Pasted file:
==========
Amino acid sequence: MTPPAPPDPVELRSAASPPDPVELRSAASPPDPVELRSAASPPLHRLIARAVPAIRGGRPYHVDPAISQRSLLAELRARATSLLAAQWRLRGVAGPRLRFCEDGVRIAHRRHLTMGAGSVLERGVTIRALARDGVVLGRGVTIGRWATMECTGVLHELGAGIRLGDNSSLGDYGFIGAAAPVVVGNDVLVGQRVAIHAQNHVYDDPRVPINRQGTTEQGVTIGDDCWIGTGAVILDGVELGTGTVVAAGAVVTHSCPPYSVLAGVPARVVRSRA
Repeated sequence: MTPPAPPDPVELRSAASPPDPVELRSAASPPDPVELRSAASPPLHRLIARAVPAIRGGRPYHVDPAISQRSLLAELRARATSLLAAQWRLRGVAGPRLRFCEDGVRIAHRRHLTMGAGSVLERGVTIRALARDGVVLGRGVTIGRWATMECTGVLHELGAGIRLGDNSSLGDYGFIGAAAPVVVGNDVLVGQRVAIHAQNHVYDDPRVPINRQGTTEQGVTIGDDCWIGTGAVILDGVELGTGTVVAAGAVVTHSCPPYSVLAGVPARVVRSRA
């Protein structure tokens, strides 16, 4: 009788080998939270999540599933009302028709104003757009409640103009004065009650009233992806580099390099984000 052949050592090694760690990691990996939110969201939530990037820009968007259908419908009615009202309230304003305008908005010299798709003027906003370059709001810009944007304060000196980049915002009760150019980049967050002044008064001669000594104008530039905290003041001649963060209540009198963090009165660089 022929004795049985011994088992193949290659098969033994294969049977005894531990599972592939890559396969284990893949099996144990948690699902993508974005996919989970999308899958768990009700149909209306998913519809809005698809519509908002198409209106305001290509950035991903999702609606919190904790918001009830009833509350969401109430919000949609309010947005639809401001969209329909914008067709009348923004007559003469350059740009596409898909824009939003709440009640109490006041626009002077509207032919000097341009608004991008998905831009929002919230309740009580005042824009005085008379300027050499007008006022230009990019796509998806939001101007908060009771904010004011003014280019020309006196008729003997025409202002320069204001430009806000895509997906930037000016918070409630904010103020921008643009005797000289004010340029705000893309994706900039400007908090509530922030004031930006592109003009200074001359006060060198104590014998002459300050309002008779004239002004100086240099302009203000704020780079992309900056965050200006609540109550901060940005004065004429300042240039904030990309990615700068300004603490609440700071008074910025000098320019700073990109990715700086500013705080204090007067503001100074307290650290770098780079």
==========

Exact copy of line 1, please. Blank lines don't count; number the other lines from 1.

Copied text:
Amino acid sequence: MTPPAPPDPVELRSAASPPDPVELRSAASPPDPVELRSAASPPLHRLIARAVPAIRGGRPYHVDPAISQRSLLAELRARATSLLAAQWRLRGVAGPRLRFCEDGVRIAHRRHLTMGAGSVLERGVTIRALARDGVVLGRGVTIGRWATMECTGVLHELGAGIRLGDNSSLGDYGFIGAAAPVVVGNDVLVGQRVAIHAQNHVYDDPRVPINRQGTTEQGVTIGDDCWIGTGAVILDGVELGTGTVVAAGAVVTHSCPPYSVLAGVPARVVRSRA